Phlebotomy (Blood Tests) FAQs

During my treatment here in St Luke's, I was very happy with the care provided to me.  All the…

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Phlebotomy (Blood Tests) FAQs

How do I prepare in advance of my Blood Tests?

Most tests don't require any advance preparation. The exceptions are:

Fasting Bloods - You must fast for 14 hours from the night before. Check with your doctor/ nurse if you need to fast in advance.

24hr Urine Collection - Please ensure to follow the instructions given to you about the collection details carefully and remember, any Phlebotomy required during the 24hr collection period must happen within that time otherwise, the 24hr collection may have to be repeated.

What do I bring with me?

If your doctor/nurse has given you a note during your last most recent visit, it is essential that you bring this with you to present to the Phlebotomist (Blood-Taker).

What do I do when I arrive at Phlebotomy?

The Phlebotomist will call you in turn. Let staff know of your arrival and they will schedule you for your turn to get your blood taken.

What exactly will happen when my blood is being taken?

The Phlebotomist puts a tourniquet around your arm just above the elbow and inflates it gently. Then he/she and gently inserts a small needle just below the tourniquet and quickly withdraws just enough blood needed for all tests. Afterward, he/she places a piece of cotton wool on your arm covering it with a small plaster.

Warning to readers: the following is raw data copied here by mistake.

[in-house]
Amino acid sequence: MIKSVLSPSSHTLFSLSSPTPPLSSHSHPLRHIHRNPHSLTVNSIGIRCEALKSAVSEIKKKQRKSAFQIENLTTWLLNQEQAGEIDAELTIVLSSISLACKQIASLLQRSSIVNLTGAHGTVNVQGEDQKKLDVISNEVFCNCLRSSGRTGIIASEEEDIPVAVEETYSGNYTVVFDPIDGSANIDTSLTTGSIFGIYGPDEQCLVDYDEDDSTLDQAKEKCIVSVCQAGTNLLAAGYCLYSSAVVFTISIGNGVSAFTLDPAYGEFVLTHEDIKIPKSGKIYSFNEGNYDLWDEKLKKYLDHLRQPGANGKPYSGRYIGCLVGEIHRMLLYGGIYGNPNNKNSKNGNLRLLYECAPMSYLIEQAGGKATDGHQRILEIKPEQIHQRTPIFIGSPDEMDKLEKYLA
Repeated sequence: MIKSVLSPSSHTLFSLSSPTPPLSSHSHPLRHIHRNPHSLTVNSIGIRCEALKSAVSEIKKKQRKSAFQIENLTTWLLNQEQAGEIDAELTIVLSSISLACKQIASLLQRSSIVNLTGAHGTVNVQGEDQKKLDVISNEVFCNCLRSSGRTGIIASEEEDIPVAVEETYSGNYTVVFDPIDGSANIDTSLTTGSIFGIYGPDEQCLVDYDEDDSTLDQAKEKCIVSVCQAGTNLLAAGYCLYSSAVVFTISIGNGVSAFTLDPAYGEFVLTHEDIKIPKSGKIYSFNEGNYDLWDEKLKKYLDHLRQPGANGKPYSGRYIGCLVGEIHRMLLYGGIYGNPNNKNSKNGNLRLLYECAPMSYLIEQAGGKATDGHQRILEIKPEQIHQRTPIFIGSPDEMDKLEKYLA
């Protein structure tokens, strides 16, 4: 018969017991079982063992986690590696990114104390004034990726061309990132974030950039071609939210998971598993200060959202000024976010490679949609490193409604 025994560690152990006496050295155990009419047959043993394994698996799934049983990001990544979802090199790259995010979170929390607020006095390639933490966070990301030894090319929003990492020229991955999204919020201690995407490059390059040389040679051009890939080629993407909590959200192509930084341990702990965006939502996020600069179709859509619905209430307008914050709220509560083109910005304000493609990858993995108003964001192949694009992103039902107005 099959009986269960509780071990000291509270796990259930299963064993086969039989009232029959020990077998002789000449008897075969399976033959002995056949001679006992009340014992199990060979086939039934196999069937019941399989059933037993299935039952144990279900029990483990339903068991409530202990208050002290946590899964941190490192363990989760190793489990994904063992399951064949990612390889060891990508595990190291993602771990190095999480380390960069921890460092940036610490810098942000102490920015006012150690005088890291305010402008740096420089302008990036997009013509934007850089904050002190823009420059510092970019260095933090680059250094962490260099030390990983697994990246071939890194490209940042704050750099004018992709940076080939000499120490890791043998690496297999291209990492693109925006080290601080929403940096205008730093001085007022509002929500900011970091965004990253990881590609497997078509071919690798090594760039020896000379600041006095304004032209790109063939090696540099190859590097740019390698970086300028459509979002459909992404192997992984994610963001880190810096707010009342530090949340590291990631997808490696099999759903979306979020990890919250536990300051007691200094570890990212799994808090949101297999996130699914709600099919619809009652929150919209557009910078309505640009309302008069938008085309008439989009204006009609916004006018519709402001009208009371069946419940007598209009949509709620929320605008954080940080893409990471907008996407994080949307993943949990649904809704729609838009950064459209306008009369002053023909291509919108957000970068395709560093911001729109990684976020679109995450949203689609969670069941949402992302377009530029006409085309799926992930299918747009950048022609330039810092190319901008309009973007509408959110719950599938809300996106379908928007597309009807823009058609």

Why is my blood put into different bottles?

Some of your tests may require that your blood be preserved in different ways for the best quality results. Also different test-types may require separate bottles. That's why more than one bottle might be needed. For more information about what tests the laboratory does, see Pathology Tests

How long will my results take?

Most results of tests performed on-site are reported by the laboratory back to the requesting doctor generally within a couple of days with the exception of Tumour Markers which may take up to a week. Any queries you may have regarding your results should be made to your doctor.
For further information about what happens to your blood samples at the laboratory,  go to the Pathology Tests page.